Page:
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From Asheboro, North Carolina, USA:

My seven year old son has several problems including occipital epilepsy, apnea/hypopnea, sore legs in the morning and tingling in his hands and feet. His neurologist suggested checking his blood sugar levels to see if this could be part of the problem so his pediatrician ordered a five hour glucose tolerance test:
Blood Glucose
Fasting 87 mg/dl [4.8 mmol/L]
One- half hour 138 mg/dl [7.7 mmol/L]
One hour 127 mg/dl [7.1 mmol/L]
Two hours 131 mg/dl [7.3 mmol/L]
Three hours 58 mg/dl [3.2 mmol/L]
Four hours 84 mg/dl [84 mmol/L]
Five hours 78 mg/dl [4.3 mmol/L]

I'm a bit confused about the results and what we should be seeing with a home glucose monitor. Obviously, I am very concerned about the drop from 131 mg/dl [7.3 mmol/L] to 58 mg/dl [3.2 mmol/L] because he began to cry a lot and was very pale between hours two and three.

Normally, he's hungry the first thing out of his mouth in the morning, he wants a snack the last thing before going to bed, and he has an enormous appetite. He frequently has to urinate in the middle of the night, however I don't see the unquenchable thirst that everyone talks about with diabetes. He also has days when his cognitive abilities are impaired (i.e., He can't focus while doing his schoolwork. He will forget things he's already learned or forget things he did the night before, and one day he put his breakfast dishes in the pantry instead of the dishwasher without knowing what he had done.).

Can you tell me which way we should go from here regarding his blood sugar levels? I checked his level here at home before dinner which was 90 mg/dl [5 mmol/L], and then two hours later (just before bed) it was 122 mg/dl [6.8 mmol/L].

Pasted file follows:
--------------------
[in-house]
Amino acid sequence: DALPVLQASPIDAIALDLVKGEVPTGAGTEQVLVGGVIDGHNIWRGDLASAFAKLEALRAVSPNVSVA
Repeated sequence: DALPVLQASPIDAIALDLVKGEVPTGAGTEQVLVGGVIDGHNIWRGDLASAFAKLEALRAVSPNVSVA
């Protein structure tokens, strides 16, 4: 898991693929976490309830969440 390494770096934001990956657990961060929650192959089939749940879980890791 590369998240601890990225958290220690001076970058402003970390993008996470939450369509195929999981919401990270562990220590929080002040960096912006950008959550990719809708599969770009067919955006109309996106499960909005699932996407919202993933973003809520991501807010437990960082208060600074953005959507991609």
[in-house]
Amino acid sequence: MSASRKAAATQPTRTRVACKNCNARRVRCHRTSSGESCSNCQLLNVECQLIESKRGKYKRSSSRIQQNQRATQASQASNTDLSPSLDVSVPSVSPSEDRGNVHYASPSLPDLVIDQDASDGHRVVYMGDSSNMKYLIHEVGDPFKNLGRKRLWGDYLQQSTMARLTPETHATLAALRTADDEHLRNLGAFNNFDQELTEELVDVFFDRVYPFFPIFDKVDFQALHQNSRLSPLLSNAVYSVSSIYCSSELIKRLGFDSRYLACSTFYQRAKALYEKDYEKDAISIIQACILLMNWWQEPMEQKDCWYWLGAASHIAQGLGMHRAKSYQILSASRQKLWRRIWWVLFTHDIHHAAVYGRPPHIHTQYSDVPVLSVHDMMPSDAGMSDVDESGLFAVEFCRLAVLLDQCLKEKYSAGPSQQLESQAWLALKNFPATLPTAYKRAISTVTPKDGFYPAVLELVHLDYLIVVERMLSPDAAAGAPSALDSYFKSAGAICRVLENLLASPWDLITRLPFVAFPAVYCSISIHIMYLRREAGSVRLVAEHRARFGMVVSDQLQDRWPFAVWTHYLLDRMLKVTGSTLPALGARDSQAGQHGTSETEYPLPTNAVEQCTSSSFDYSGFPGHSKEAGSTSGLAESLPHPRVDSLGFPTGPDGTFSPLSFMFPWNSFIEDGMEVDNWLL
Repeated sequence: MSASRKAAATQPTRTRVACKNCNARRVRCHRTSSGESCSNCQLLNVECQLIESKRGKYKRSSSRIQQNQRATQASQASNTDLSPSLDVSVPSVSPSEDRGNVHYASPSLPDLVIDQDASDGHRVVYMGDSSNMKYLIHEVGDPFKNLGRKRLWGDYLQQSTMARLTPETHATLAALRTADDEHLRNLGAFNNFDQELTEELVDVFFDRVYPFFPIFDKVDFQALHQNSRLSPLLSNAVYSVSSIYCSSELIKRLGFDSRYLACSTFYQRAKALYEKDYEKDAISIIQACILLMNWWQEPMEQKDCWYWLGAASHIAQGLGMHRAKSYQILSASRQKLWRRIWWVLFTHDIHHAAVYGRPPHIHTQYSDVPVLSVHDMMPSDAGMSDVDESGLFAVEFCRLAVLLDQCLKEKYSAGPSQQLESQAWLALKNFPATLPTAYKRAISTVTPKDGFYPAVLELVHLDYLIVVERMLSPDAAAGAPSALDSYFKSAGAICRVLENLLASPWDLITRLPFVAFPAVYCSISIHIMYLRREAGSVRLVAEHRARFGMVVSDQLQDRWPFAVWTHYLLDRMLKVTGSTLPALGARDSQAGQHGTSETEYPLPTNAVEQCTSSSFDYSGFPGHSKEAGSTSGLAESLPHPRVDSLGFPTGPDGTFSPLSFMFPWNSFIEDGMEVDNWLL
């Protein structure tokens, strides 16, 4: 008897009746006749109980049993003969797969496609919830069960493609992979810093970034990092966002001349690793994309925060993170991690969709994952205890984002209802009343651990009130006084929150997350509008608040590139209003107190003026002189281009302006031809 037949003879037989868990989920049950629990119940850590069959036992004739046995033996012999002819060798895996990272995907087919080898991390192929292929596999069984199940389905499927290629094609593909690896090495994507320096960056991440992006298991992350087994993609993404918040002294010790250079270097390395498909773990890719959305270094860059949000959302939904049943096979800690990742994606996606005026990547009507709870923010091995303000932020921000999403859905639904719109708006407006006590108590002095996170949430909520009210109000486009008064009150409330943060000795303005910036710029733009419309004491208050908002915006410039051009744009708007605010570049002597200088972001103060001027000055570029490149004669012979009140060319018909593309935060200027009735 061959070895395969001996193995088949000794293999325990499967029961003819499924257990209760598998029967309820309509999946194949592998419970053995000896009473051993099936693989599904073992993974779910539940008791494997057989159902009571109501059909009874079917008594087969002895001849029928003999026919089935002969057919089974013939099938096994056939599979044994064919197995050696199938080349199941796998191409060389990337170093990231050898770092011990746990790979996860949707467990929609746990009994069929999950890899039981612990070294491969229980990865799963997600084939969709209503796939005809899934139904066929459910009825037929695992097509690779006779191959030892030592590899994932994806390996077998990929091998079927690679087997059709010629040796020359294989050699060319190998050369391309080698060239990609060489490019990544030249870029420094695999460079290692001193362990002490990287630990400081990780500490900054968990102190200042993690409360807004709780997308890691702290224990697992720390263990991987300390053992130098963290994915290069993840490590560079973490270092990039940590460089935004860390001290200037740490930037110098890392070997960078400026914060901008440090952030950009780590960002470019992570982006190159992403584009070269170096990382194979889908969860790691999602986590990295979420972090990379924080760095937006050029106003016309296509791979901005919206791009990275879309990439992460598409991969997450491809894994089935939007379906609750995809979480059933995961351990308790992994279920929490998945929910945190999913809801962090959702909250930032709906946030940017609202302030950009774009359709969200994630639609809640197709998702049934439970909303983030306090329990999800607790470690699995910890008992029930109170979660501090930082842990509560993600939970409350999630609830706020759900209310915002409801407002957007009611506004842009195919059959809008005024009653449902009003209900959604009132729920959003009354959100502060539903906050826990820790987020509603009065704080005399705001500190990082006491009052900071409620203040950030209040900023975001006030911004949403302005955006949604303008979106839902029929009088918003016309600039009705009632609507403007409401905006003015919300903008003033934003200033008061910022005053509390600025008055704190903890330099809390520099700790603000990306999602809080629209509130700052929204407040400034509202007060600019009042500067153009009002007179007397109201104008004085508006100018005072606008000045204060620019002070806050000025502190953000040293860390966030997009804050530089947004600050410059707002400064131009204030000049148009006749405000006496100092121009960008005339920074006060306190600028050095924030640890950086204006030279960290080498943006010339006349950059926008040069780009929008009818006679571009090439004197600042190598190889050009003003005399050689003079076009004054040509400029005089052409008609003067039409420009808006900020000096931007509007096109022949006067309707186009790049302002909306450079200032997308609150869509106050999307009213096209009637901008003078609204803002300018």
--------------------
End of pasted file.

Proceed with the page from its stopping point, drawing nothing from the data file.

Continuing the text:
His doctor suggests seeing an endocrinologist for further testing. Do you think his symptoms and these readings warrant this?


Unfortunately, it looks like the test did not include insulin levels. These would be needed to determine if the drop to 58 mg/dl [3.2 mmol/L] is significant or not, in my opinion. Such drops occur in many people (kids and adults) and is within the wide range of normal expectations. We usually do not diagnose significant hypoglycemia with blood glucose readings of 58 mg/dl [3.2 mmol/L].

None of this sounds like diabetes to me. A consultation with a good pediatric endocrinologist/metabolism expert may help. Sometimes amino acid or mitochondrial defects may cause similar symptoms and problems, even with some hypoglycemia.

Whether or not he has hypoglycemia. making sure that he avoids simple carbohydrates at snacks and meals often helps and stops such problems as you describe, in my opinion. Also, each meal should have some protein/fat as should each snack, and he should never go more than three hours without such a protein/fat snack or meal. This solves the problem, whether or not one diagnoses true hypoglycemia, more than 95% of the time.

Also, please remember that testing with home blood glucose monitoring equipment is only accurate plus/minus 10% so that a blood glucose of 58 mg/dl [3.2 mmol/L] on a home meter could be in the 60s [mg/dl, 3.3 mmol/L] and still produce the same result. On lab standardized hospital type equipment, such variability is much less and therefore the lab equipment is usually much more accurate.


Original posting 31 Aug 2002
Posted to Diagnosis and Symptoms


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Last Updated: Tuesday April 06, 2010 15:09:38
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